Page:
I often wondered what was going through Adam’s mind as he set eyes on each animal for the first time. The first man, made in the image of the Master Creator, with the creative nature of God in read more…

Buried or Planted?

This week, two seemingly unrelated events converged on the same day and shed some light into what I’ve been pondering. I received two packs of seeds from the National Parks to grow some edible plants at home, even though I didn’t register for it. I remembered saying to myself grudgingly, “Great! Now I’ve got to find some soil to plant those seeds.” Later that evening, I watched a war movie where the opening scene centred around a small group of US Marines at the cemetery in a sombre mood, surrounding the lowered casket of their fallen comrade.

The next scene showed the soldiers shovelling soil onto the casket, and then it struck me – burial looks no different from planting. Both require some digging and the ‘objects’ are hidden underground, covered with soil. However, for one, death means new life read more…

Rooooooooom!!

Every man who has gone through National Service in Singapore has his own favourite story to tell. Usually, they’re hilarious tales of being ‘tekan’ (disciplined) by their army sergeant. Mine was the room inspection.

It may sound unreasonable now but, back in the day (there I go again), the officer would suddenly show up in our room of 16 men in bunks without warning or appointment. The accompanying sergeant would shout “ROOM!”, the recruits would jump to attention and the officer and the sergeant would then inspect the room.

To the new recruits who had yet to appreciate the discipline, the gruelling drill looked more like an excuse for torture. The inspectors ran their fingers in the most obscure areas like the underside of the table or the top of the cabinet. In a room of Ah Boys who were read more…

Don’t Forget Your Mission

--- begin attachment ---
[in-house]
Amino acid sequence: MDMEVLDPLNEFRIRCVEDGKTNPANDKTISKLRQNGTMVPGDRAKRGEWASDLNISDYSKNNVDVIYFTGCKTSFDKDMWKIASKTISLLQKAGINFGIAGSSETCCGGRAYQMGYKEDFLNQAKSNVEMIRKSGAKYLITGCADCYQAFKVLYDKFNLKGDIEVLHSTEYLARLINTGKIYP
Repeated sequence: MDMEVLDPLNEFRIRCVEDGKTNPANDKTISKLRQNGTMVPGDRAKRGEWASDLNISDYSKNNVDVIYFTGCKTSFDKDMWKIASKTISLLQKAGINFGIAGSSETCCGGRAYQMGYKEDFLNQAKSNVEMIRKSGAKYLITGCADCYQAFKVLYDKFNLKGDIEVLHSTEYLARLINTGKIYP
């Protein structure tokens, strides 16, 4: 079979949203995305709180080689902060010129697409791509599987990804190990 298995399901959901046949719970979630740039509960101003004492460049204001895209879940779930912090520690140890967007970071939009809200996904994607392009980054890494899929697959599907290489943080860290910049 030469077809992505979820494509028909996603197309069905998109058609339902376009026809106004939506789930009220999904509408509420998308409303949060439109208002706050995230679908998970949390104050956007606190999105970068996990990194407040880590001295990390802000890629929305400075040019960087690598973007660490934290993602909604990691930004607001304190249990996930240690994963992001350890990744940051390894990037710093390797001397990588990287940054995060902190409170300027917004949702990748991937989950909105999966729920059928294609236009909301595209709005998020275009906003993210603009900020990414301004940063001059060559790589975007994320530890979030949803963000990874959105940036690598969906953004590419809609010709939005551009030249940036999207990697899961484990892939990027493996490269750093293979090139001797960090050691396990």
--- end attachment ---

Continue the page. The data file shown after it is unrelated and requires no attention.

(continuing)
I’m glad the elections are over! Don’t get me wrong, I believe the exercise of our votes is the most fundamental act of a functioning democracy, and it’s a responsibility that we need to take seriously.
 
At the same time, a week is about as much of social media political frenzy I can handle. All of a sudden, everyone has a degree in political science. The coffeeshop political pundits come out in full force. Dubious exposé about various candidates surface, and sound bites suddenly defined a whole person’s life. Of course, elections come with its own share of funnies:
 
“Everyone told me to vote wisely, but I couldn’t find ‘wisely’ on my polling card.” Nandos announced, “We too have an East Coast plan… we now deliver to the East Coast!”
 
read more…

God Is On His Throne

No nation has been spared as the novel coronavirus came onto the global scene like a tsunami. Some have likened the ‘Circuit Breaker’, the nation’s comprehensive stay-home notice for all Singaporeans, as a time of confinement.

A confinement is traditionally associated with a mother recuperating from childbirth. It’s during this period that her strength is given time to renew, and her body to revert to its original state. And, if any thought that things would return to normal post-confinement period of 7 April to 1 June, we all now agree that things are never going to be the same for quite some time, even as we’re now in ‘safe transition’ Phase 2.